Many of us, myself included, have a hard time saying no to people (although some of the folks I've worked with over the years would surely be surprised to hear I have this issue!).


We get into project management because we want to make things work well and would like everyone to be happy…but there's a dark side to trying to make everyone happy. 

Saying yes when we shouldn't often impacts our personal lives - we work too much on things that we don't want or need to work on (and often shouldn't)  because we committed when we shouldn't have.  We miss dates and deliveries because we said yes when we should have said no.  We start to harbor a simmering resentment toward people who ask for things - why are they putting us in this position in the first place?  Ulcers and insomnia aren't far behind.  Unfortunately, the effect is cumulative - the more we say yes when we shouldn't, the more overloaded we (and our teams) become.


Of course we all want to say yes, but it's important to be able to say No when necessary.  Because I would rather say 'yes' than 'no' (and have spent a fair amount of time regretting it), I have a toolbox of techniques for getting to No:


  • If I didn't go into a meeting prepared to agree to something or take on a specific new action, I don't come out of the meeting having made such an agreement (for anything major)
  • I use the words 'let me get back to you' regularly so I have time to think before I answer.  I give a timeframe ('by the end of the day') and stick to it.
  • I use 'yes, but…' ('Yes, I'll do that for you, but I won't be able to do this other thing you'd like me to do')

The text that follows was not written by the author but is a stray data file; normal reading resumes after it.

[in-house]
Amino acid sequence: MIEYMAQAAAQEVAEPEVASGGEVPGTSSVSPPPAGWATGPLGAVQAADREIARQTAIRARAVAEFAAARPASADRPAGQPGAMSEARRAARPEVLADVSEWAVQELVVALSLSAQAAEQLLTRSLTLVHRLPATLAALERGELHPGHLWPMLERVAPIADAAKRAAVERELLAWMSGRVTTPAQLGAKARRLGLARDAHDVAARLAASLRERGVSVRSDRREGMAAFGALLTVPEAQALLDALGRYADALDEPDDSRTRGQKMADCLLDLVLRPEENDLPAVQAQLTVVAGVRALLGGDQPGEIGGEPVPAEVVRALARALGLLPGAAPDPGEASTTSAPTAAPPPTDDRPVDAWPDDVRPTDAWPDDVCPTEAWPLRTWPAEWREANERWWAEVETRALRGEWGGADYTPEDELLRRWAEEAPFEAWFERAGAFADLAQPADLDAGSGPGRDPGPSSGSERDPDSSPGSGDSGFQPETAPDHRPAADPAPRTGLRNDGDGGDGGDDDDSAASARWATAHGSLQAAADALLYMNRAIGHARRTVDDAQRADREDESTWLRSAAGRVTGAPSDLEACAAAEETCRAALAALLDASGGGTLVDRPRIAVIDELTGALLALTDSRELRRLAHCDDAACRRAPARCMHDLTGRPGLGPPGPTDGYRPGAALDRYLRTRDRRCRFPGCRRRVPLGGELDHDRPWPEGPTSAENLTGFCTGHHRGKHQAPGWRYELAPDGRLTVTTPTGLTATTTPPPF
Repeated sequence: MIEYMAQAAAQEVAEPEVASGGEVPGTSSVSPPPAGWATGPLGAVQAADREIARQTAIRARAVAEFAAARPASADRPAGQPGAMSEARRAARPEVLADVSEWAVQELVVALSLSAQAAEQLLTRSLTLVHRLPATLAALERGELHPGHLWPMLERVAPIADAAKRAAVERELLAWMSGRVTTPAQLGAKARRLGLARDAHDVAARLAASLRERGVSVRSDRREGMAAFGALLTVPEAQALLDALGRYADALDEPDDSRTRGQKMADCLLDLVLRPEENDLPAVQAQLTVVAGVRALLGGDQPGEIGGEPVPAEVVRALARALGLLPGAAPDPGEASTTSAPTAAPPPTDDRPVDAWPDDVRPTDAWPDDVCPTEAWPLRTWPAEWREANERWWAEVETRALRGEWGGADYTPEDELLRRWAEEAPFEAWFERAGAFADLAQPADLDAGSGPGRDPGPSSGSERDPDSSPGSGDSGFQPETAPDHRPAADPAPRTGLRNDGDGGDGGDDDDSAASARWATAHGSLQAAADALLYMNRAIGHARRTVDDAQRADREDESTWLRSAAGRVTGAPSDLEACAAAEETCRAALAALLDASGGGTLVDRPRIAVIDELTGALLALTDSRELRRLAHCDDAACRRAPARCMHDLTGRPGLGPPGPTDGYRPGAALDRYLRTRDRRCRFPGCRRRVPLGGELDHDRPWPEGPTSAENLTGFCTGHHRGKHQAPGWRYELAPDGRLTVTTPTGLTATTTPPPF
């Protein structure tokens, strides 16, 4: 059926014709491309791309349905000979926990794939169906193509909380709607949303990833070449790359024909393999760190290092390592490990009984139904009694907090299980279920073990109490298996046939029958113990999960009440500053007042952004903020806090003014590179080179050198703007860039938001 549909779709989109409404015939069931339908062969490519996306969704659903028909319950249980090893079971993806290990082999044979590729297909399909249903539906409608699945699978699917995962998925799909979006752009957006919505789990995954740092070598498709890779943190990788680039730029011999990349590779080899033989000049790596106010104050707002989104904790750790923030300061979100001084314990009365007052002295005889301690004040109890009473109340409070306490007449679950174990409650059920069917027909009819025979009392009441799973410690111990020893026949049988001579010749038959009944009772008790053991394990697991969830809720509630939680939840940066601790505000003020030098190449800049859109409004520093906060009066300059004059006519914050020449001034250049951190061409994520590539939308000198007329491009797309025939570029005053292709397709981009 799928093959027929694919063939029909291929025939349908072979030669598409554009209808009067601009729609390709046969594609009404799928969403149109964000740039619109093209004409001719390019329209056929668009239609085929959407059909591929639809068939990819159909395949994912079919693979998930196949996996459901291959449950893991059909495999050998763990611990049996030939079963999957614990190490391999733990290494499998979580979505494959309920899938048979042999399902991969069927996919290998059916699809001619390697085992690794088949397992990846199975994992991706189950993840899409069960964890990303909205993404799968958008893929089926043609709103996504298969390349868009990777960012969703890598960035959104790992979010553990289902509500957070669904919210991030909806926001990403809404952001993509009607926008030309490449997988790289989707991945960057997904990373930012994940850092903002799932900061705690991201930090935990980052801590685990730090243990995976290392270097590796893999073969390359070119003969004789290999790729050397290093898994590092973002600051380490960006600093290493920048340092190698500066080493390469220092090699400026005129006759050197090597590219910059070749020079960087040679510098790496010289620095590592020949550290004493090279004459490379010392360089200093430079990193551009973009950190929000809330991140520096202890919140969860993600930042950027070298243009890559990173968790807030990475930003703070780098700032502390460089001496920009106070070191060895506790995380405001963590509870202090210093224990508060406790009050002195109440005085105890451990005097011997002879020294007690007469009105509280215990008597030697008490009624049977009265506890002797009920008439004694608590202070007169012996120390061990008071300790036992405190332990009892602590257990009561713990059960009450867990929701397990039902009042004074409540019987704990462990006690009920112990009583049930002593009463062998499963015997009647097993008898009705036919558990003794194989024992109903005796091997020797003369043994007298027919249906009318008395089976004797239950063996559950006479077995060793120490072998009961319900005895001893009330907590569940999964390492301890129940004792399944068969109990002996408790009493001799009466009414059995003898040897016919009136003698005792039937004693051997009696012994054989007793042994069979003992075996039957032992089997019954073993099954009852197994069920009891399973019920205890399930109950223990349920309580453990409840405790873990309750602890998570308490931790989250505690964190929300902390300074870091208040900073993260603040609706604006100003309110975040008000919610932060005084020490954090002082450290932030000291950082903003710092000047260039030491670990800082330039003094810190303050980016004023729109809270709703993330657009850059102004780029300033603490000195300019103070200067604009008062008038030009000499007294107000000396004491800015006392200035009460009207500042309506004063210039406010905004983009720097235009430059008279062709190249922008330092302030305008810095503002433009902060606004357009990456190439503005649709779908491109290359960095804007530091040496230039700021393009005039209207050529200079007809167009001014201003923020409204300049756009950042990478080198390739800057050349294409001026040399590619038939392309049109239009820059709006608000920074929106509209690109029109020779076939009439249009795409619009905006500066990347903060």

• I prioritize the request in my current list and let someone know when I'm likely to get to it
  • I consider whether I'm really the right person to handle a request.  Maybe I'm the closest, the easiest, or the most likely to say yes - but there's no compelling reason for me to take on the assignment.  If I'm not, I suggest better candidates (they'll be able to help you sooner, more effectively, etc.)
  • I put the request on my Urgent/Important matrix and see if it falls out in the Important quadrants
  • I consider whether I'm making it easier to do the wrong thing by saying 'yes'.  If I am, I'll say 'yes' - but I won't make it easy. ('Sure, I know how to do that…sit down here and we'll go through it step by step.  Why don't you take notes.')
  • I consider what effect saying 'yes' will have on other people.  Will I be working late for weeks and not make it to a family event?  Will someone else on my team have to pick up other work for me because I took this on? Will I be annoyed every time I see the requestor because I didn't say no?  Will I be late on something else I promised to deliver (or not do it altogether - no cookies for the bake sale?) if I take this on?
  • I take a deep breath and remember that I shouldn't be angry at the person asking - I always have the ability to say no.

Of course, there are some situations (and some requestors) that automatically get a yes. (Is your CEO asking?  It's automatically urgent and important.) There are some requests so obvious or so easy that it's an easy yes.  Those are no-brainers, and it's nice to be able to say yes without reservations.



So overall…give yourself time to think. Decide how important this is and whether you're the right or only person to handle it. Put it in your priority list.  And don't be afraid to say no.